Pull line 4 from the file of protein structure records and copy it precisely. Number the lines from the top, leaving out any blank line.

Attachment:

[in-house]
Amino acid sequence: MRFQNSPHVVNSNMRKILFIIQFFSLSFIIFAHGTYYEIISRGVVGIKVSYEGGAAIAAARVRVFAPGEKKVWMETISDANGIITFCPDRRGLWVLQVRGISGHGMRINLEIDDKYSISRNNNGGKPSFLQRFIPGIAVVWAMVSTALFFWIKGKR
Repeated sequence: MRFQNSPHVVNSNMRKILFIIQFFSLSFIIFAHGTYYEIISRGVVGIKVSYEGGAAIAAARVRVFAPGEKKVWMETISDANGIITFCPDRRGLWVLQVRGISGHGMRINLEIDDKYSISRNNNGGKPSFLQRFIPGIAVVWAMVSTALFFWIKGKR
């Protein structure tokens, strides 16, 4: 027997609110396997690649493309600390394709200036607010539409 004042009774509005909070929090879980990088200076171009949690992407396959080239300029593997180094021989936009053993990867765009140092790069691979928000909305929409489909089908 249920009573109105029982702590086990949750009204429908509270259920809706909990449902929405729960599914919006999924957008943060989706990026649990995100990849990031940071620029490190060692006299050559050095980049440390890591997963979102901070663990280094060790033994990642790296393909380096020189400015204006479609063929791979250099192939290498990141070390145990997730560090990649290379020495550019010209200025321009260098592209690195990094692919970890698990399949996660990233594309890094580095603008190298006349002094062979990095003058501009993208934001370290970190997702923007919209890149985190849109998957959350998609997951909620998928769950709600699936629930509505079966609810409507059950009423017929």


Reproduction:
């Protein structure tokens, strides 16, 4: 027997609110396997690649493309600390394709200036607010539409 004042009774509005909070929090879980990088200076171009949690992407396959080239300029593997180094021989936009053993990867765009140092790069691979928000909305929409489909089908 249920009573109105029982702590086990949750009204429908509270259920809706909990449902929405729960599914919006999924957008943060989706990026649990995100990849990031940071620029490190060692006299050559050095980049440390890591997963979102901070663990280094060790033994990642790296393909380096020189400015204006479609063929791979250099192939290498990141070390145990997730560090990649290379020495550019010209200025321009260098592209690195990094692919970890698990399949996660990233594309890094580095603008190298006349002094062979990095003058501009993208934001370290970190997702923007919209890149985190849109998957959350998609997951909620998928769950709600699936629930509505079966609810409507059950009423017929």